My favorite part, however, is how this plays in parent conferences. I always take a copy of a homework helper to a parent conference, especially if the kid is still one of the few who won't be bothered (and they are still out there). I will point out the lack of homework on the progress report, and explain as I hand the parent the Homework Helper that there's really no excuse for that as the Homework Helper is available in class, and can also be checked out overnight. It's pretty powerful when the parents realize that there really is no excuse for not having the work done and turned in.

So that's what we do. It seems weird, it's definitely not for everyone, but it's working for us. I can't tell you if it's improved comprehension or retention of the material as we've been doing this all year with this group of students. However, anecdotal evidence suggests that, at the least, it's helping some of them develop some work ethic. A lot of my students at the beginning of the year weren't turning in much work at all, but once they got the hang of the Homework Helper, they started to turn in work. Many of these same kids aren't relying on the Homework Helper any more, but are attempting to do the work on their own. I consider that somewhat of a victory.


Crystal Watford said...

That's an amazing idea! Thanks!

nbosch said...

Sounds like a really good plan. I've always said the kids that need it don't do it and the kids that don't need it do it.

Tom said...

I remember that in trig and calc having answers helped because doing the work was very often more important than the answer so we could see where we were going wrong.

Although, how will you prep them for next year with a teacher that doesn't have the Homework Helper?

loonyhiker said...

This is a great idea! I will be passing this along to others.

Mrs. Bluebird said...

Tom, interestingly enough, as we work through the year the kids use the helper more and more and eventually "self-wean" their way off of it. And, they're used to NOT having something like this as I'm the only teacher on the team that uses it.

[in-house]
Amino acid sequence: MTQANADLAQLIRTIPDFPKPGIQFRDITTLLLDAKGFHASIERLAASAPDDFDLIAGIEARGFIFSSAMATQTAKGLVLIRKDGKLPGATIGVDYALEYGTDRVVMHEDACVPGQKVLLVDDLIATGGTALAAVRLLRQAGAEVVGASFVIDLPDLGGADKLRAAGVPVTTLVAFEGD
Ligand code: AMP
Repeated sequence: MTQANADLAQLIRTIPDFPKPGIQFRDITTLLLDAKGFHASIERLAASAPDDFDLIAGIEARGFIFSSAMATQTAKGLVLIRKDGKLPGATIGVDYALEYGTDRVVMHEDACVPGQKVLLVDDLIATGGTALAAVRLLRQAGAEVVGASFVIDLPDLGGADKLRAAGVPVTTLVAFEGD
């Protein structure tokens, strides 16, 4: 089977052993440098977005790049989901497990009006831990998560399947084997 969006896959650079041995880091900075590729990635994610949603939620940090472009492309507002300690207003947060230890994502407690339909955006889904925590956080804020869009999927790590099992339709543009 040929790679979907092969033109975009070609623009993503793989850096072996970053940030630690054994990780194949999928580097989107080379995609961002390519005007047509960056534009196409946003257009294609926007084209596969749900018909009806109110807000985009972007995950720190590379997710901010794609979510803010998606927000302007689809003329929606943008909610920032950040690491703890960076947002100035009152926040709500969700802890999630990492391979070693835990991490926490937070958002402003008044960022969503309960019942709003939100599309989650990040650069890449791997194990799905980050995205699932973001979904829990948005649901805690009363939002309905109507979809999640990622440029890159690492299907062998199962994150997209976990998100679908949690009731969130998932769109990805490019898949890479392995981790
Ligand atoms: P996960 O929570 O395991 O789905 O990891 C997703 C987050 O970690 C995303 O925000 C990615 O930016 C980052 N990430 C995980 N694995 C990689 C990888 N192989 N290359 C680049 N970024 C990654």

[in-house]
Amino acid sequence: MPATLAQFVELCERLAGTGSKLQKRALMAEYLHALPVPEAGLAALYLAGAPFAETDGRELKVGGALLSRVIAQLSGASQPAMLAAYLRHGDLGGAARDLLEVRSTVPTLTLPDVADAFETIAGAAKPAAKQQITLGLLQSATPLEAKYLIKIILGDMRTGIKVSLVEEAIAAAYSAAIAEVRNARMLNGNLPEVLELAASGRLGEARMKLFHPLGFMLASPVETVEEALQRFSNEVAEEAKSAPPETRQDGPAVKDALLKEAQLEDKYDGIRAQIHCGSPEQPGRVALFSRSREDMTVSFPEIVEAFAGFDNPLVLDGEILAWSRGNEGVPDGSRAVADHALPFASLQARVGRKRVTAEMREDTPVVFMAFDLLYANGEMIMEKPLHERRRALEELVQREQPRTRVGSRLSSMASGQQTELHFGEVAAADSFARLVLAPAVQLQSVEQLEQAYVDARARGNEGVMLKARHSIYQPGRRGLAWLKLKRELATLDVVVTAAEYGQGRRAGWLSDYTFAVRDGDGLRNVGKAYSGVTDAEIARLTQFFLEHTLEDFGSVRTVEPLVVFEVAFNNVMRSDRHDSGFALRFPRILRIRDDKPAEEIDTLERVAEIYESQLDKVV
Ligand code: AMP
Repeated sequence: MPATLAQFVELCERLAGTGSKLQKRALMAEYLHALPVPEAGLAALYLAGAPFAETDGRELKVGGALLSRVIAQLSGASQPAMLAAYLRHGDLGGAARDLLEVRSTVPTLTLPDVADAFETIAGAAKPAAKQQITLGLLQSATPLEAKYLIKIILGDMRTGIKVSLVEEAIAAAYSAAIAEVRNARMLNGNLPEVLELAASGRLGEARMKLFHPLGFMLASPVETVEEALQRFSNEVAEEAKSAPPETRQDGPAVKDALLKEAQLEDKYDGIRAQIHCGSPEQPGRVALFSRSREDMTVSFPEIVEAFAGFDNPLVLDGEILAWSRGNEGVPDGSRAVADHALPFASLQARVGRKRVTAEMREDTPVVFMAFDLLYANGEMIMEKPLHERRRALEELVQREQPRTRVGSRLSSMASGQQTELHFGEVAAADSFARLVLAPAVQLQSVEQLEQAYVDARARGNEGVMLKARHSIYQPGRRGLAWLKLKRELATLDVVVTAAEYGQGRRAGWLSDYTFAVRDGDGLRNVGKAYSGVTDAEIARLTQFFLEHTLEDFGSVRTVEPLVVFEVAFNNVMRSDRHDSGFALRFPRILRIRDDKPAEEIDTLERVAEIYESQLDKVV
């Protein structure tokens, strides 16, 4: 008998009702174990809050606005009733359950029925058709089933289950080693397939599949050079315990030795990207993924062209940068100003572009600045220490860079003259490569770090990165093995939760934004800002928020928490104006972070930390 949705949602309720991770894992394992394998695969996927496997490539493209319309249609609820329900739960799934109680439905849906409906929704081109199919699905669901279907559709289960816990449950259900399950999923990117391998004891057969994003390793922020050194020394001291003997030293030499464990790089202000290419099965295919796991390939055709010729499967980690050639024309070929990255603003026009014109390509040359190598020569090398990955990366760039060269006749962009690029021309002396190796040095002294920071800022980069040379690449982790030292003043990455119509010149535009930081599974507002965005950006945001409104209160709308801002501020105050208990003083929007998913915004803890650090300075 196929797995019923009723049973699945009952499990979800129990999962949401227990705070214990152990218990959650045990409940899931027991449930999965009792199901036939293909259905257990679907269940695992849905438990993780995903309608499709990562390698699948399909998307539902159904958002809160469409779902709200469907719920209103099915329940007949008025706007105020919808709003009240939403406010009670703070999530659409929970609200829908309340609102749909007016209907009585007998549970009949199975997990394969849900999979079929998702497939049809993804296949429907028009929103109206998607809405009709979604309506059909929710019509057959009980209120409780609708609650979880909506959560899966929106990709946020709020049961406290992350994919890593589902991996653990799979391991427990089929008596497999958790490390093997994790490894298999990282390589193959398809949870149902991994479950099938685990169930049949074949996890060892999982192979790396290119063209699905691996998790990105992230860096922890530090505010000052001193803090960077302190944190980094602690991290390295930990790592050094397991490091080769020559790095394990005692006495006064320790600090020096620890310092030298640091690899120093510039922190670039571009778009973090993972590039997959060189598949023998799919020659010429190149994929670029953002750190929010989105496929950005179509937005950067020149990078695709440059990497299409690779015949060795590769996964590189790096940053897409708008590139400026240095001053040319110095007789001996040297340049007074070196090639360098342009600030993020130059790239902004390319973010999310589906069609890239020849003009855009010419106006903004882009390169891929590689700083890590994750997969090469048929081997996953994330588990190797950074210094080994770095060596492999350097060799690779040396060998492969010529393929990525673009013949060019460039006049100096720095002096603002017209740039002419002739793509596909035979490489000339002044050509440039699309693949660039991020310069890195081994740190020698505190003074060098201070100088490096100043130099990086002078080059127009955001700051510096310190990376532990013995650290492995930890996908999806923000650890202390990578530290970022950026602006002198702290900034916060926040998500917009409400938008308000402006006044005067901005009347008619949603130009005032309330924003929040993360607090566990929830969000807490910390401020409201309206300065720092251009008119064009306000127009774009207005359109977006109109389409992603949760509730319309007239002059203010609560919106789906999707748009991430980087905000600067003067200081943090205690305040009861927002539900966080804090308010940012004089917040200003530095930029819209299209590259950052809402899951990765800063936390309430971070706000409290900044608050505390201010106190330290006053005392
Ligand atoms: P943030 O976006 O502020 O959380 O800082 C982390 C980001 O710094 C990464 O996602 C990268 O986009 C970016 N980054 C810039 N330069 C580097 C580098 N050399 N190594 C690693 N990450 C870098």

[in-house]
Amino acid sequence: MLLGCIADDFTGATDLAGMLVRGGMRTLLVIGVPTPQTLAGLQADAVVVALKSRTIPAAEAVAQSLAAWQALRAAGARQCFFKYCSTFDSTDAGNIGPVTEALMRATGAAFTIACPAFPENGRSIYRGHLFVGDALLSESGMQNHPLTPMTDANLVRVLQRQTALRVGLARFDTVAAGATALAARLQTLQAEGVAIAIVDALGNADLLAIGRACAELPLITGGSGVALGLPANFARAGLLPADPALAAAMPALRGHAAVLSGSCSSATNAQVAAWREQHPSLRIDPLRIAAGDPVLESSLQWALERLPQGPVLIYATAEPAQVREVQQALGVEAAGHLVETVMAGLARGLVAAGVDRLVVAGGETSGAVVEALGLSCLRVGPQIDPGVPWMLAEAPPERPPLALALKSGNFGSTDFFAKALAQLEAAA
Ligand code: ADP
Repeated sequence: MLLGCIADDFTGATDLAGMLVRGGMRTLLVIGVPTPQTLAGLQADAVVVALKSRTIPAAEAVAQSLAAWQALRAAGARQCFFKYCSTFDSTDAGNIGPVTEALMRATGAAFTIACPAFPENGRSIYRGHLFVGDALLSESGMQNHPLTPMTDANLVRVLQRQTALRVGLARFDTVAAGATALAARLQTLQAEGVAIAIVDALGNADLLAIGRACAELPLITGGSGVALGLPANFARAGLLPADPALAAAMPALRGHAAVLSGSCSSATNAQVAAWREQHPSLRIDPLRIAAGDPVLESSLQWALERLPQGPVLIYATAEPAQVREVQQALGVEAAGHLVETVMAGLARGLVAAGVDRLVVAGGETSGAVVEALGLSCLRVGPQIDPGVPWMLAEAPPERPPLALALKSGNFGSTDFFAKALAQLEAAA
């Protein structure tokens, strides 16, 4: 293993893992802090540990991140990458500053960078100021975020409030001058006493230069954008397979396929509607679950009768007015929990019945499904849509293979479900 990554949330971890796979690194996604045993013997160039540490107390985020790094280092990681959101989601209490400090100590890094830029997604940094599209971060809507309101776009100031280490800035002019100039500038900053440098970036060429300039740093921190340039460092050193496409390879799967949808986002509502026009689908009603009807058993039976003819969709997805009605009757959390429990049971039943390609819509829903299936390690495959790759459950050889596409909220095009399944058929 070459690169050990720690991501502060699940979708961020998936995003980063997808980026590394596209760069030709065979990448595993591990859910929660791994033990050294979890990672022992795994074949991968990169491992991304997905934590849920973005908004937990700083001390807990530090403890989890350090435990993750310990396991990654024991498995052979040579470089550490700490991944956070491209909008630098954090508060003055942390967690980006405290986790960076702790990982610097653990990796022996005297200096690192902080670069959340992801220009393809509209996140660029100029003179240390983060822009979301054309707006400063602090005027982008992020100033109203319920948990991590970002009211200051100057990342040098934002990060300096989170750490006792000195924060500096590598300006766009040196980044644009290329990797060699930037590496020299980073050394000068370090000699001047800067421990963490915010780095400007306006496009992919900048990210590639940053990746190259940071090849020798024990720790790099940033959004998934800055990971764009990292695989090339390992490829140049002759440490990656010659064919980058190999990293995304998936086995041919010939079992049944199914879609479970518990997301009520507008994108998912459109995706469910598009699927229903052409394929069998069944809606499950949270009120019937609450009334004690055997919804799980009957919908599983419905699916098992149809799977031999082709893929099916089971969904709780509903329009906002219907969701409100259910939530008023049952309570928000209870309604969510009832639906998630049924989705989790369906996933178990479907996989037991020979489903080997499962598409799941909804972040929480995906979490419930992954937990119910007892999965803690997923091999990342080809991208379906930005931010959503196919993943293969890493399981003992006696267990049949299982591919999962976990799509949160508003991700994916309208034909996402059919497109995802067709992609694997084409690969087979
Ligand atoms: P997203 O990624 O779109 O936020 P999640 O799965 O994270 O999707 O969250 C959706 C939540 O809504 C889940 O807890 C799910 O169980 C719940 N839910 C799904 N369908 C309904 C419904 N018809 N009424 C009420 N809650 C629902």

Edna Lee said...

I do love this idea! In elementary school, I would guess the number one reason students don't do their homework is because is it too difficult. That is why I have begun giving only basic facts review for math, instead of the usual assignment that reviews what we're currently doing in class. A coworker suggested it when I was lamenting about my students' poor homework grades. All my kids need practice with basic facts and can have success with them.

Innovative ideas that help kids succeed! I love them!

Teacha said...

I like this idea. I might modify it for high school freshman & make it available on the web as well as the classroom. Also,for social studies, I was thinking of giving them the page numbers on which they can find the answers instead of giving them the direct answer. How do you think this will work?

Jose Vilson said...

This is weird as hell, but in a weird way, I completely understand the method to the madness. It also means that we need to instill a good work ethic into the kids. I appreciate the post, and I might even borrow it for next year. Thanks.

Professor Thomson said...

That is a fantastic idea. I wish my son's classes did that.

His 9th grade math teacher is basically his "homework helper" for math. He allows students to come to his classroom after school and sit in the desks and work on their homework. If they get stuck they ask him for help. My son has gone from struggling in math to the highest grade this year.

The best part of this is that my son has gained confidence that helps him in all his courses.

What you do will do the same for your students. The confidence gained will change their lives. Speaking from a parent's point of view, thank you. Teachers like you make a real difference in our children's lives.

Anonymous said...

Hi, i just read your post and i wanted to tell you that seems like a great idea. Many students do come from homes of what you described. So piling homework onto of that can be difficult for them. the idea of the homework helper, i think can be used for other subjects as well. I also think involving choices for students is a great way for students to pick which one best fits the way they learn.
It seems that workshop really helped benefit your students and how to reach them on different levels.

The Vegas Art Guy said...

What an interesting idea. I'm going to give that one some serious consideration.